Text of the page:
I think and am glad to say that Jane really comes into her own in this novel.  Burroughs aficionados often find her irritating for the way in which she seems to get kidnapped an awful lot.  Here, though, we see her making her own way in the jungle; building her own refuge; making her own weapons and hunting game for herself.  In fact she is quite splendid, admirable and self-sufficient in every way.

There are endless adventures and the plot and action moves along at breakneck pace.  Many have sneered at Burroughs as a writer—hell, he did so himself—but no one could ever doubt his ability to tell a story that sweeps the reader along;  and which even throws in the odd social comment as well:

“At a little distance were the blue waters of Jad-in-lul [The Dark Lake] and beyond that the mountains.  It was a beautiful picture upon which he looked—a picture of peace and harmony and quiet.  Nor anywhere a slightest suggestion of the savage men and beasts that claimed this lovely landscape as their own.  What a paradise!  And some day civilized man would come and—spoil it!  Ruthless axes would raze that age-old wood;  black sticky smoke would rise from the ugly chimneys against that azure sky; grimy little boats with wheels behind or upon either side would churn the mud from the bottom of Jad-in-lul, turning its blue waters to a dirty brown; hideous piers would project into the lake from squalid buildings of corrugated iron, doubtless, for such are the pioneer cities of the world.”

Lord Greystoke as Early Environmentalist.  Well, why not?

In a little over two hundred pages Edgar Rice Burroughs created a fully-realised land, complete with many topographical details and a glossary of over 150 words from the language of Pal-ul-don.  A brief glance at the internet will provide you with maps and even articles on the flora and fauna of the place.  I smile when I think that at two hundred pages some of today’s fantasy writers would have just finished the introduction to their fictional world.  That is neither here nor there; it’s just an observation.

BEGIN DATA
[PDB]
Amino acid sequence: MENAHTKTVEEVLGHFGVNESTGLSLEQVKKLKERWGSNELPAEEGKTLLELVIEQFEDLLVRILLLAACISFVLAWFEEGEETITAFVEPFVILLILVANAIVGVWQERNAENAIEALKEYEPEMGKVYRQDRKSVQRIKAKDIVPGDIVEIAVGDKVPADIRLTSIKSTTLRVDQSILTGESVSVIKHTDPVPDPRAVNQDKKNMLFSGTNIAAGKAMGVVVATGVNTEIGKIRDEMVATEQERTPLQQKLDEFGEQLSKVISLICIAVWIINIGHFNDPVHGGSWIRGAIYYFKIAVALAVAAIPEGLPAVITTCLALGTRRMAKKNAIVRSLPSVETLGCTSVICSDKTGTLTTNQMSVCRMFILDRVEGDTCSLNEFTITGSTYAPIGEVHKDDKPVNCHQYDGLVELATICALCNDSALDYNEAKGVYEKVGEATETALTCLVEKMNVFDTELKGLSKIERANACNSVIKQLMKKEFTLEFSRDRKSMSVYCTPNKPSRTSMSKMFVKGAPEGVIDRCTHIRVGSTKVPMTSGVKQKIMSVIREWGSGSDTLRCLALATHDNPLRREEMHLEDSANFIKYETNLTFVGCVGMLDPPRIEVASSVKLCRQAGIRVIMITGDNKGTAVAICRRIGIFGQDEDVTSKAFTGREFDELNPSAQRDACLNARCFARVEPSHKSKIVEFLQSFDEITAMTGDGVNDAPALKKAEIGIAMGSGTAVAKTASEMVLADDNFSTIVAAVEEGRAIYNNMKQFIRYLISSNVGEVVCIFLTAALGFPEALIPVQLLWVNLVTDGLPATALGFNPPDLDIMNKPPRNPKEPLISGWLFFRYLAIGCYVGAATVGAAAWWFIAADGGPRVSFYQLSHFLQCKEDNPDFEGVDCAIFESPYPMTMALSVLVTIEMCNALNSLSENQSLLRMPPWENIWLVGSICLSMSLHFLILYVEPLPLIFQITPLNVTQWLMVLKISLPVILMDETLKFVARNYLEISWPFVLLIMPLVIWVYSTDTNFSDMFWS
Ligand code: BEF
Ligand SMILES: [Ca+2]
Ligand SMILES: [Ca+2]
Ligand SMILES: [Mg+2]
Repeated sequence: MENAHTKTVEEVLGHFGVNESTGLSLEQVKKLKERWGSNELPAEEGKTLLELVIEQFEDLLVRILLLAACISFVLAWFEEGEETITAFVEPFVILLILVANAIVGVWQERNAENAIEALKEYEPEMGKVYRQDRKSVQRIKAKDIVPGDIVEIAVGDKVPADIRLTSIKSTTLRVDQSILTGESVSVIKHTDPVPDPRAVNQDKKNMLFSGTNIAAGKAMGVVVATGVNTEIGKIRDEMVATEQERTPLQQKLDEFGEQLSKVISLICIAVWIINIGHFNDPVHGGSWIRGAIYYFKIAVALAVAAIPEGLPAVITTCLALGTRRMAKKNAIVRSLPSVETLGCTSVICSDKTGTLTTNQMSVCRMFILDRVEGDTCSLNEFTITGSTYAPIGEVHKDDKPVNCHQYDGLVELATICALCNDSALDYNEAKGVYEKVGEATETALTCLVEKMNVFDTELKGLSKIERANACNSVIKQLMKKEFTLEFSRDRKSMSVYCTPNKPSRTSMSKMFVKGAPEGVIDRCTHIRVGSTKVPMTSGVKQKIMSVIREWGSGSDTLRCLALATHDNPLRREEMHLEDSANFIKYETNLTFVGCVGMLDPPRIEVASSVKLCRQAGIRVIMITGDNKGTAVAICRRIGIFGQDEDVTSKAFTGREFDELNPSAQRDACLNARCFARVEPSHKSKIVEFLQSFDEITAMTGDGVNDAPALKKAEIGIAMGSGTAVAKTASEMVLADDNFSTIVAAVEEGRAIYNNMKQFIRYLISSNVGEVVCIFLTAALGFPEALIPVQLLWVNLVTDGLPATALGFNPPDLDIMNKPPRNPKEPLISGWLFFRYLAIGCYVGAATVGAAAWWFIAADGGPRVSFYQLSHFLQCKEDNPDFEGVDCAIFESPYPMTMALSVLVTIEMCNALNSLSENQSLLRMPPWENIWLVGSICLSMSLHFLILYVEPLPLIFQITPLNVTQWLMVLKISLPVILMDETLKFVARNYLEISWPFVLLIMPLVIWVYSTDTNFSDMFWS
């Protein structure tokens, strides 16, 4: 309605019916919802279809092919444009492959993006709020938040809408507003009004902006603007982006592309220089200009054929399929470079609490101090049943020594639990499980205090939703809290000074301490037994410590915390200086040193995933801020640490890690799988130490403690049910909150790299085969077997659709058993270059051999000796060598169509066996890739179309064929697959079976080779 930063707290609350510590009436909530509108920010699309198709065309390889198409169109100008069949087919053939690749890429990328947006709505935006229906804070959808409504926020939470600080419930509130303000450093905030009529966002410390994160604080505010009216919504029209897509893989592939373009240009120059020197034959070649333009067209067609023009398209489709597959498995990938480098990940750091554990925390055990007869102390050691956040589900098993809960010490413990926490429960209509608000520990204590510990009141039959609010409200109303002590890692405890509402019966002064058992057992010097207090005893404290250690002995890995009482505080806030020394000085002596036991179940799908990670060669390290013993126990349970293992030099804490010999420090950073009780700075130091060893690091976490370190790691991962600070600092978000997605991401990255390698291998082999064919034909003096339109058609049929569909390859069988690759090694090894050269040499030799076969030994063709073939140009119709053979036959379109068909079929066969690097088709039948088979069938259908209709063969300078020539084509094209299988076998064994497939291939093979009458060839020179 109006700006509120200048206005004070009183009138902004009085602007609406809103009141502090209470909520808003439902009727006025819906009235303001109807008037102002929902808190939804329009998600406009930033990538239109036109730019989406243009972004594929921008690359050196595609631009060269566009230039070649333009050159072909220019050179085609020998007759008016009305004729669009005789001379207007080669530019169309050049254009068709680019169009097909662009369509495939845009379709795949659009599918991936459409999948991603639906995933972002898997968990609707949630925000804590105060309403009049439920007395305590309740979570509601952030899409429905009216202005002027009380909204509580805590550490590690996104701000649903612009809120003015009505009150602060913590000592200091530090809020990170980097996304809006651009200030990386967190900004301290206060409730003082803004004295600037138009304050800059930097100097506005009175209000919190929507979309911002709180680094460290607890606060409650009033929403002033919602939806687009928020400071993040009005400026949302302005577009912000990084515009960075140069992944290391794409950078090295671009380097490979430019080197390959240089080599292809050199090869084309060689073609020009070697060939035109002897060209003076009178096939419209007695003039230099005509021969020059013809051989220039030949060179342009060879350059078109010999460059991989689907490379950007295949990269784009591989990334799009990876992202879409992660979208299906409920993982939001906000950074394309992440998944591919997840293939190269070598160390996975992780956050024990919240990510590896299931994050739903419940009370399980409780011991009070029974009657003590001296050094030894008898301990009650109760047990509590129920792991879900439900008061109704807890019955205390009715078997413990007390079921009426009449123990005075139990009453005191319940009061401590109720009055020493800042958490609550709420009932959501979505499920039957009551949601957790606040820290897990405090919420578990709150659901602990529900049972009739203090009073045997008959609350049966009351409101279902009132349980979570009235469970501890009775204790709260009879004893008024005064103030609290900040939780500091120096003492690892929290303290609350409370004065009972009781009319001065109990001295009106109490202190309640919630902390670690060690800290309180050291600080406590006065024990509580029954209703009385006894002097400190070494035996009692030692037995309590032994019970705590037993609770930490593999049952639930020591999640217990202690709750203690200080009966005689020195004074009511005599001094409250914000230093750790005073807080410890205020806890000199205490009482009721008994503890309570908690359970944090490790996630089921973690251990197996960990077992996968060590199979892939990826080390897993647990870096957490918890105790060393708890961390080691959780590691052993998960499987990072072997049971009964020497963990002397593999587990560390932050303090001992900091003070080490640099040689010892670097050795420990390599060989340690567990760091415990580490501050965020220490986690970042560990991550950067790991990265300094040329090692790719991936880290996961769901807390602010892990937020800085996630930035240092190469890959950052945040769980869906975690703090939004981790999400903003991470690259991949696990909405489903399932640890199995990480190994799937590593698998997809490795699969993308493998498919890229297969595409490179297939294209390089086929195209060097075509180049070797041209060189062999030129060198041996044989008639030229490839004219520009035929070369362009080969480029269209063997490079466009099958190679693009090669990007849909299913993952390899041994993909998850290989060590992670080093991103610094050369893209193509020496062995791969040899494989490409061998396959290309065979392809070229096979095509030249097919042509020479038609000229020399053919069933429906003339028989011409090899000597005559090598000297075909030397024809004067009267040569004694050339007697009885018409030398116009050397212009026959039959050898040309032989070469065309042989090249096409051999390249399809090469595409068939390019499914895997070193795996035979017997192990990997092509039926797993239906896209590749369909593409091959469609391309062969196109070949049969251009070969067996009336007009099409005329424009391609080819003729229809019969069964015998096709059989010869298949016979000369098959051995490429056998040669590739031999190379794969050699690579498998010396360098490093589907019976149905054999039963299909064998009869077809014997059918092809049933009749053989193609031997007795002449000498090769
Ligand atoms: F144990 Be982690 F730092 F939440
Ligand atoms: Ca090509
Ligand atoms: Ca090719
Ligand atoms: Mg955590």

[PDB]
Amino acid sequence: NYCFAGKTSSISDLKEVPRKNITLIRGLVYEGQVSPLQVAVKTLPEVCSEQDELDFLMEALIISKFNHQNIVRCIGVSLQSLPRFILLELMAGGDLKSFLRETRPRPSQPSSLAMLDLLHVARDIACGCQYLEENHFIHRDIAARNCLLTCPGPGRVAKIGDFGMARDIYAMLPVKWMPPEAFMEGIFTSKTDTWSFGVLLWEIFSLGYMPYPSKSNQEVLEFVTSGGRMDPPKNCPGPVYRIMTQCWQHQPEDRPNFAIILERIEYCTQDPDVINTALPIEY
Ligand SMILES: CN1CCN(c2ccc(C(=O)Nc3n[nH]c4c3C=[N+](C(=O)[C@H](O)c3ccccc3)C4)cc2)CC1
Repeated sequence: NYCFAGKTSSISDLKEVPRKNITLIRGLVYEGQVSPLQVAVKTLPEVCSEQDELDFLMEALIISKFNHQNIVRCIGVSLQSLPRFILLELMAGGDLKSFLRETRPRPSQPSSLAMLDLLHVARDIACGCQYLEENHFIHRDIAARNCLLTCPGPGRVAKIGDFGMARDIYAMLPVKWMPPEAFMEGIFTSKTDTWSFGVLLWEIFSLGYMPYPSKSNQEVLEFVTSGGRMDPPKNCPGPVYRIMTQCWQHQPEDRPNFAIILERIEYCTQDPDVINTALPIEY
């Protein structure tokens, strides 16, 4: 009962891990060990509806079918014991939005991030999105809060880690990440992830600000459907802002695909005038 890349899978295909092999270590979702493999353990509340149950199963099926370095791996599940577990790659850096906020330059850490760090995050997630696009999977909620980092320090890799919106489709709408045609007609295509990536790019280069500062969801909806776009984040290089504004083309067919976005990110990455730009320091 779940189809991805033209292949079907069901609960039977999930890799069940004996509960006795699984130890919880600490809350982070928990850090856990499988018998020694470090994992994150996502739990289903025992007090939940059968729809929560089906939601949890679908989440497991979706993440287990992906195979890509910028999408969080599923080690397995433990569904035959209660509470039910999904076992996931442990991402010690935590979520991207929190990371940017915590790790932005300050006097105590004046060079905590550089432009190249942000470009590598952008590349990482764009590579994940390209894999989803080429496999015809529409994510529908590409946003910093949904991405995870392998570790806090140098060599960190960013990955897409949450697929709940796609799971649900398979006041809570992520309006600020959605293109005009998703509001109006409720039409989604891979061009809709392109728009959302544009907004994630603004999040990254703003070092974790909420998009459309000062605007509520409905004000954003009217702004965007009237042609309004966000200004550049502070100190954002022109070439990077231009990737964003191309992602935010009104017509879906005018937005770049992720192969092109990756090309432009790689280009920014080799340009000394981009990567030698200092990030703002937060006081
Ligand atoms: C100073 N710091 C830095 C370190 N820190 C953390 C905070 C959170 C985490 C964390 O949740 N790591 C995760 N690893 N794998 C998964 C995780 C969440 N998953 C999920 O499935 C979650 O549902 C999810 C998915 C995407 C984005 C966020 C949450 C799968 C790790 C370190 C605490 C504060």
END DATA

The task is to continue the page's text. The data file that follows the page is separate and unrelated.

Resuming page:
If this short glance at the character of John Clayton, Lord Greystoke, Tarzan of the Apes makes even one person seek out and enjoy a novel then I’ll be happy.  Approach ERB with an open mind and a world of old-fashioned adventure and wonder awaits you.



“We only know that on a bright May morning in 1888, John Clayton, Lord Greystoke, and Lady Alice sailed from Dover on their way to Africa.

“A month later they arrived in Freetown where they chartered a small sailing vessel, the Fuwalda, which was to bear them to their final destination.

“And here John, Lord Greystoke, and Lady Alice, his wife, vanished from the eyes and from the knowledge of men.”

Or so it says in the first chapter of Tarzan of the Apes.

Well, perhaps from the eyes of men but not from the knowledge of. Thanks to the diligent investigations of Edgar Rice Burroughs, over a long period of time, we have in fact a fairly extensive understanding of what happened to the child of that union, born on the West Coast of Africa so many years ago.

Wait. Is this guy saying that Lord Greystoke actually existed? Does this sound absolutely cracked? Well, of course it does. So let me explain.

I discovered the Tarzan novels when I was around the age of eleven or twelve. By this I mean the unabridged editions, not the kind of crappy, all-the-good-bits-cut-out copies that floated around schools back in the sixties. I was immediately into this amazing story and started getting my hands on as many of the books as I could. But when it came to the above-mentioned Tarzan the Untamed I got a sinking feeling in my stomach because something was terribly wrong with the time sequence here. And even then I was a sucker for a good chronology.